The keychain

 Where it all started





I have several computers at home and usually one or two at work. It wasn't uncommon for me to wonder where I had last placed a web link or where the principle copy of a file resided. I decided to scoop all the web links onto a memory stick and, thus was born, "Redstick". The notion of centralizing such information spread to the issue of locating current files and then providing links or some way to find either the file or notes about same. The idea just grew.

A major improvement in the history of personal organization happened the day I declared that "Redstick" held the principle copies of all my files and that everything else was a backup. That notion upped the priority of moving all current files to the memory stick and it reduced the importance of many computers in my life. Computers were now just machines holding certain combinations of applications - and they were places to edit files on Redstick. Now I felt like I always had with me the information needed for any task. I quit wondering where a particular file was or what the state of backups was. It was very liberating. But, after several months of hard, daily (hourly?) use, I can see that the stick is slowing down and I read that these wonderful things will actually wear out.

In October '07, a set of scripts now move selected html files to a real website. The revised files no longer distinguish between Web and local files; some personal, budget-related files, are not moved to the Web for obvious reasons.

The memory stick is an 8GB Verbatim unit. The 8GB allows us to store our 4GB of digital images; the scripts etc are relatively small.

Conventions

link is on the Web and thus can't be viewed unless the computer has a connection to the Internet. In all most other cases, links reference "local" files on the "keychain memory stick". The exception to this general rule occurs when a memory stick is made such that it omits certain personal information. If a link should happen to refer to such personal information, the browser will show the standard "couldn't load that page" error message.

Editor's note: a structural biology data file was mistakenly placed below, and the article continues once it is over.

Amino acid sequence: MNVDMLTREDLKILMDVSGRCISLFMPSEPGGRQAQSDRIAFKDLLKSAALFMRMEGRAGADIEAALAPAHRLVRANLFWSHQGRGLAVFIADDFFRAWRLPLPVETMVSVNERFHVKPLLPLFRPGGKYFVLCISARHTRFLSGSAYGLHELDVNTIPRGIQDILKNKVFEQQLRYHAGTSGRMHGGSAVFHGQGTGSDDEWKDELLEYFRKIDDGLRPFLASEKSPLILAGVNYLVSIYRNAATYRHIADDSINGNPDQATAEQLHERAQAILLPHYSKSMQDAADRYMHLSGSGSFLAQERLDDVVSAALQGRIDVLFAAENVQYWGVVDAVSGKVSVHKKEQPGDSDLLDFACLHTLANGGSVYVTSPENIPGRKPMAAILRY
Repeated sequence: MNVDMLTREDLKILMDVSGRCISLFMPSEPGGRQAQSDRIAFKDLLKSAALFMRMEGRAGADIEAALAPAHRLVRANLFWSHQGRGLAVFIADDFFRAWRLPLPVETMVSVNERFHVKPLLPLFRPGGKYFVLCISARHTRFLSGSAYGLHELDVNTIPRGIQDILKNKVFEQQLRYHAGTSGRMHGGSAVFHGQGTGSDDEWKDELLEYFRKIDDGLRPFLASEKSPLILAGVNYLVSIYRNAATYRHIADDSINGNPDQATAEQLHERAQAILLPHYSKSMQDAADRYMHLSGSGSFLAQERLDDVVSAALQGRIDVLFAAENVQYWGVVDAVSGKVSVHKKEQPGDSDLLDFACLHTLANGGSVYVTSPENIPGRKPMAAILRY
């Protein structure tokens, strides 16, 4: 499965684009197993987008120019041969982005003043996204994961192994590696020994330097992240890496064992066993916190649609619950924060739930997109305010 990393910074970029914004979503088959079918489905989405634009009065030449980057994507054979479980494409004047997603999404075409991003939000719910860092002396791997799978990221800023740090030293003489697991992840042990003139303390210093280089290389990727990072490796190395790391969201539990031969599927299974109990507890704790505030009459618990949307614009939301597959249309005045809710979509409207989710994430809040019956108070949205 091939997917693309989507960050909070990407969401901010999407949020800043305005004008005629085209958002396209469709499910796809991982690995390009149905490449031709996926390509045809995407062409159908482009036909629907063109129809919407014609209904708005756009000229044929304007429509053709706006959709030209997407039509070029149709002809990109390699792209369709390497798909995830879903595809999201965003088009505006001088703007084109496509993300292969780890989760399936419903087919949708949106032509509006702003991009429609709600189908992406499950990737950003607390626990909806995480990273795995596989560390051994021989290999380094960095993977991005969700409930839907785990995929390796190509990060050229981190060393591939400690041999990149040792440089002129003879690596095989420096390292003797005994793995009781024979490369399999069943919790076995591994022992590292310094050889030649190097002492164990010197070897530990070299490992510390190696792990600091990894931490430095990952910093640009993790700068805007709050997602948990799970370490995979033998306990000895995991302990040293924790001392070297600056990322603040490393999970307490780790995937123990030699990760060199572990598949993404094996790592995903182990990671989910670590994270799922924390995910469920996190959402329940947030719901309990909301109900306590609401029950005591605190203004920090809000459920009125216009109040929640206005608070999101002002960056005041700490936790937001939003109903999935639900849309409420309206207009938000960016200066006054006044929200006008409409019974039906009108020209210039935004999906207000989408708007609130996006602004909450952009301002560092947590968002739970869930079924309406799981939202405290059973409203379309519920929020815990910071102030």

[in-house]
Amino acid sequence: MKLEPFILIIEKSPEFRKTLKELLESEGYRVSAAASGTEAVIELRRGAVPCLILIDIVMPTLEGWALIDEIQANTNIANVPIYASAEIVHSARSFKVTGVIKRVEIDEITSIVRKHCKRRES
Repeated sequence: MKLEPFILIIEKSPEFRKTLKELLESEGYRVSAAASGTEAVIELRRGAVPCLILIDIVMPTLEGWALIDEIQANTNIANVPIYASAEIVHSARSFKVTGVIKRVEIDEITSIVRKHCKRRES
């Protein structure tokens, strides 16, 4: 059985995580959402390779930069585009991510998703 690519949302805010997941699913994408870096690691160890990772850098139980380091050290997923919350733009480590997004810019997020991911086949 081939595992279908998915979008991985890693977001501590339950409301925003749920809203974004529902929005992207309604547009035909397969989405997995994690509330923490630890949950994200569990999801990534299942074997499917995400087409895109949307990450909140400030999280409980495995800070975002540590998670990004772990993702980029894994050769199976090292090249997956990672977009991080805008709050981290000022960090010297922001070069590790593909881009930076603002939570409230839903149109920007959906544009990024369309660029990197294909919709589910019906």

There are Linux applications (programs) on the keychain, Cygwin programs, and Windows applications. Each type of program resides in a directory (folder) corresponding to that program type.

You could copy programs from the memstick to a program directory on the computer you're using. I prefer to add the memory stick to the path of the computer.

Installing on cygwin

Each cygwin shell should contain a copy of what's in this memory stick as /home*/*/.bash_profile. That logic will modify the PATH whenever a shell is started up.

The cygwin startup scripts have been massaged to address Redstick issues. These files are in public/bin/cygBashfiles/* and can figure out which drive letter corresponds to Redstick. The files intelligently set aliases and path variables, like $web and $scripts.

Installing on linux

Fedora 8 is coming to my world soon. I expect to clone the cygwin files to handle startup issues.

Installing on Windows

Uploading to website

  1. prompt> keyPublish.sh -web -o /cygdrive/c/tmp
  2. upload help at http://help.yahoo.com/help/us/webhosting/gftp
  3. echo planeName > ftpcmds.txt
  4. echo 1stPwd >> ftpcmds.txt
  5. echo dir >> ftpcmds.txt
  6. echo bye >> ftpcmds.txt
  7. ftp -i -v ftp.39pw.us < ftpcmds.txt > ftp.out




Todo List for this memstick project

file: about.html